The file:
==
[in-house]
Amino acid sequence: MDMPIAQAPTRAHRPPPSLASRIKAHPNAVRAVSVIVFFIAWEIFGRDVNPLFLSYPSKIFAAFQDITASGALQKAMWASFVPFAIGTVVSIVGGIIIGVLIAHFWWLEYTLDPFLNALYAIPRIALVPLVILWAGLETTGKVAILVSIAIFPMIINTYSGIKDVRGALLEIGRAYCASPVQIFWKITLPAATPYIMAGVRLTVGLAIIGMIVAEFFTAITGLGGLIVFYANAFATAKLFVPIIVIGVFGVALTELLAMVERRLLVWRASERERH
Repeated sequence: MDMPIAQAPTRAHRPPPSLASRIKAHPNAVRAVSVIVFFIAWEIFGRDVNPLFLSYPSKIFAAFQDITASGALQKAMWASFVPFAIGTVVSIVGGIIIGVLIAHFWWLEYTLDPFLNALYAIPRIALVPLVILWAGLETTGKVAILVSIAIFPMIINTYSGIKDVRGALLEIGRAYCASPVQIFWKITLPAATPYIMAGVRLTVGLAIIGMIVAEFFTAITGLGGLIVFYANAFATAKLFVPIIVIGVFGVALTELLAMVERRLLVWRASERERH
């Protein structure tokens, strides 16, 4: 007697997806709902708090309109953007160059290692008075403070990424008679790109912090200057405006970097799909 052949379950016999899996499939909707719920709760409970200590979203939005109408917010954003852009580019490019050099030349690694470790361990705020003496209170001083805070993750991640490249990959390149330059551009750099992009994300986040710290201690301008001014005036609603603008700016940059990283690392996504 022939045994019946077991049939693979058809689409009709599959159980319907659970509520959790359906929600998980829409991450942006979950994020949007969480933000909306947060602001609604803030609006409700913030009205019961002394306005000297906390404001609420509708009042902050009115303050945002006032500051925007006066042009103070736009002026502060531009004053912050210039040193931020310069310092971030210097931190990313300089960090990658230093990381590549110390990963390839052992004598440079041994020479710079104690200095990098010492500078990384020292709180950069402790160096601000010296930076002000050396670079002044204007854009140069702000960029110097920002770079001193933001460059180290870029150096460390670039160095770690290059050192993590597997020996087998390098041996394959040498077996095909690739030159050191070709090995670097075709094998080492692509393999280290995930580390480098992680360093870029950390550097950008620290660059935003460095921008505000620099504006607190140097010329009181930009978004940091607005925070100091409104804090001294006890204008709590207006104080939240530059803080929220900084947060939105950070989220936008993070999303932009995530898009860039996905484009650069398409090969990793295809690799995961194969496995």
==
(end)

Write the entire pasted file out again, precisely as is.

[in-house]
Amino acid sequence: MDMPIAQAPTRAHRPPPSLASRIKAHPNAVRAVSVIVFFIAWEIFGRDVNPLFLSYPSKIFAAFQDITASGALQKAMWASFVPFAIGTVVSIVGGIIIGVLIAHFWWLEYTLDPFLNALYAIPRIALVPLVILWAGLETTGKVAILVSIAIFPMIINTYSGIKDVRGALLEIGRAYCASPVQIFWKITLPAATPYIMAGVRLTVGLAIIGMIVAEFFTAITGLGGLIVFYANAFATAKLFVPIIVIGVFGVALTELLAMVERRLLVWRASERERH
Repeated sequence: MDMPIAQAPTRAHRPPPSLASRIKAHPNAVRAVSVIVFFIAWEIFGRDVNPLFLSYPSKIFAAFQDITASGALQKAMWASFVPFAIGTVVSIVGGIIIGVLIAHFWWLEYTLDPFLNALYAIPRIALVPLVILWAGLETTGKVAILVSIAIFPMIINTYSGIKDVRGALLEIGRAYCASPVQIFWKITLPAATPYIMAGVRLTVGLAIIGMIVAEFFTAITGLGGLIVFYANAFATAKLFVPIIVIGVFGVALTELLAMVERRLLVWRASERERH
């Protein structure tokens, strides 16, 4: 007697997806709902708090309109953007160059290692008075403070990424008679790109912090200057405006970097799909 052949379950016999899996499939909707719920709760409970200590979203939005109408917010954003852009580019490019050099030349690694470790361990705020003496209170001083805070993750991640490249990959390149330059551009750099992009994300986040710290201690301008001014005036609603603008700016940059990283690392996504 022939045994019946077991049939693979058809689409009709599959159980319907659970509520959790359906929600998980829409991450942006979950994020949007969480933000909306947060602001609604803030609006409700913030009205019961002394306005000297906390404001609420509708009042902050009115303050945002006032500051925007006066042009103070736009002026502060531009004053912050210039040193931020310069310092971030210097931190990313300089960090990658230093990381590549110390990963390839052992004598440079041994020479710079104690200095990098010492500078990384020292709180950069402790160096601000010296930076002000050396670079002044204007854009140069702000960029110097920002770079001193933001460059180290870029150096460390670039160095770690290059050192993590597997020996087998390098041996394959040498077996095909690739030159050191070709090995670097075709094998080492692509393999280290995930580390480098992680360093870029950390550097950008620290660059935003460095921008505000620099504006607190140097010329009181930009978004940091607005925070100091409104804090001294006890204008709590207006104080939240530059803080929220900084947060939105950070989220936008993070999303932009995530898009860039996905484009650069398409090969990793295809690799995961194969496995």